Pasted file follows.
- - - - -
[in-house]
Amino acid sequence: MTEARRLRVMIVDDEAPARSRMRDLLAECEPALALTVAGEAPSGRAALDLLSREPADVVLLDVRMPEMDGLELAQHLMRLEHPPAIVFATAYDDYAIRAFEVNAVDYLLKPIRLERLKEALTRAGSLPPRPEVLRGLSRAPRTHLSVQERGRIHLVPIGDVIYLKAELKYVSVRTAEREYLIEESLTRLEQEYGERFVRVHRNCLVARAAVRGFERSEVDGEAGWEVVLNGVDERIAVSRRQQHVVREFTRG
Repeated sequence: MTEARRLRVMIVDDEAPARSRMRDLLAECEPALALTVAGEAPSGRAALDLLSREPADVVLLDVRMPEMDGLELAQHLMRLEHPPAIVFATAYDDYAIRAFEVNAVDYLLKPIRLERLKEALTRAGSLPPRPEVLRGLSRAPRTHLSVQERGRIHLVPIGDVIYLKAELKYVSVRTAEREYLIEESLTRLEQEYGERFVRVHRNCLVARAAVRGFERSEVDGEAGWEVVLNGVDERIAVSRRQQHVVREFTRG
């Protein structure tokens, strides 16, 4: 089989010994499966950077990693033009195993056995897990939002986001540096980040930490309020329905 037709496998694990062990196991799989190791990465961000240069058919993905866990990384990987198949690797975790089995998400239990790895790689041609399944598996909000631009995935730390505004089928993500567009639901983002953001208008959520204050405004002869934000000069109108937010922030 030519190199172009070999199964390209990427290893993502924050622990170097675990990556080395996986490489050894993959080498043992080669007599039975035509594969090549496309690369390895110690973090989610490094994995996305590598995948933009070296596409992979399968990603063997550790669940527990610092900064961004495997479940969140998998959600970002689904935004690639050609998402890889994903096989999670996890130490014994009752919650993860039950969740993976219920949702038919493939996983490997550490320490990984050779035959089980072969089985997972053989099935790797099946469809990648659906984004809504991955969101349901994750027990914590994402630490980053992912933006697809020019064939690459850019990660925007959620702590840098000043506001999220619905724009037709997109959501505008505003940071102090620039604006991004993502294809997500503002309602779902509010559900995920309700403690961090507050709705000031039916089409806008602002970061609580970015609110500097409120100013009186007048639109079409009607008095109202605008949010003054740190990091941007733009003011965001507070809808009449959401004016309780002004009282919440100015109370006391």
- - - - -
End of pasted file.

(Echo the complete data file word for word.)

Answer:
[in-house]
Amino acid sequence: MTEARRLRVMIVDDEAPARSRMRDLLAECEPALALTVAGEAPSGRAALDLLSREPADVVLLDVRMPEMDGLELAQHLMRLEHPPAIVFATAYDDYAIRAFEVNAVDYLLKPIRLERLKEALTRAGSLPPRPEVLRGLSRAPRTHLSVQERGRIHLVPIGDVIYLKAELKYVSVRTAEREYLIEESLTRLEQEYGERFVRVHRNCLVARAAVRGFERSEVDGEAGWEVVLNGVDERIAVSRRQQHVVREFTRG
Repeated sequence: MTEARRLRVMIVDDEAPARSRMRDLLAECEPALALTVAGEAPSGRAALDLLSREPADVVLLDVRMPEMDGLELAQHLMRLEHPPAIVFATAYDDYAIRAFEVNAVDYLLKPIRLERLKEALTRAGSLPPRPEVLRGLSRAPRTHLSVQERGRIHLVPIGDVIYLKAELKYVSVRTAEREYLIEESLTRLEQEYGERFVRVHRNCLVARAAVRGFERSEVDGEAGWEVVLNGVDERIAVSRRQQHVVREFTRG
């Protein structure tokens, strides 16, 4: 089989010994499966950077990693033009195993056995897990939002986001540096980040930490309020329905 037709496998694990062990196991799989190791990465961000240069058919993905866990990384990987198949690797975790089995998400239990790895790689041609399944598996909000631009995935730390505004089928993500567009639901983002953001208008959520204050405004002869934000000069109108937010922030 030519190199172009070999199964390209990427290893993502924050622990170097675990990556080395996986490489050894993959080498043992080669007599039975035509594969090549496309690369390895110690973090989610490094994995996305590598995948933009070296596409992979399968990603063997550790669940527990610092900064961004495997479940969140998998959600970002689904935004690639050609998402890889994903096989999670996890130490014994009752919650993860039950969740993976219920949702038919493939996983490997550490320490990984050779035959089980072969089985997972053989099935790797099946469809990648659906984004809504991955969101349901994750027990914590994402630490980053992912933006697809020019064939690459850019990660925007959620702590840098000043506001999220619905724009037709997109959501505008505003940071102090620039604006991004993502294809997500503002309602779902509010559900995920309700403690961090507050709705000031039916089409806008602002970061609580970015609110500097409120100013009186007048639109079409009607008095109202605008949010003054740190990091941007733009003011965001507070809808009449959401004016309780002004009282919440100015109370006391």